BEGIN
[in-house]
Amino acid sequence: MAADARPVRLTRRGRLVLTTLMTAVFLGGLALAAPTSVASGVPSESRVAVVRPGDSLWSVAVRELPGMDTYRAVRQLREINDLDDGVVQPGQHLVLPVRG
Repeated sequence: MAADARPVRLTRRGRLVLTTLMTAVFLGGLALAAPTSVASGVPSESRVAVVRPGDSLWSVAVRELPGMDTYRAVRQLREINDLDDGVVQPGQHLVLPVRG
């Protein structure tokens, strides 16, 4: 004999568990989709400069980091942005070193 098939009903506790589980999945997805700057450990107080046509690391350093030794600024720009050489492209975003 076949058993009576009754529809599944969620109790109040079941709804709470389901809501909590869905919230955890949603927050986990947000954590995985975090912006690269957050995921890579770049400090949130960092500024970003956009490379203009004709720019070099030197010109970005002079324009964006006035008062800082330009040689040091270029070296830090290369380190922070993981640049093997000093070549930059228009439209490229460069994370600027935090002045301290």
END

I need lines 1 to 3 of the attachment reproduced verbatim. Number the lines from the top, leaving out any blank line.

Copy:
[in-house]
Amino acid sequence: MAADARPVRLTRRGRLVLTTLMTAVFLGGLALAAPTSVASGVPSESRVAVVRPGDSLWSVAVRELPGMDTYRAVRQLREINDLDDGVVQPGQHLVLPVRG
Repeated sequence: MAADARPVRLTRRGRLVLTTLMTAVFLGGLALAAPTSVASGVPSESRVAVVRPGDSLWSVAVRELPGMDTYRAVRQLREINDLDDGVVQPGQHLVLPVRG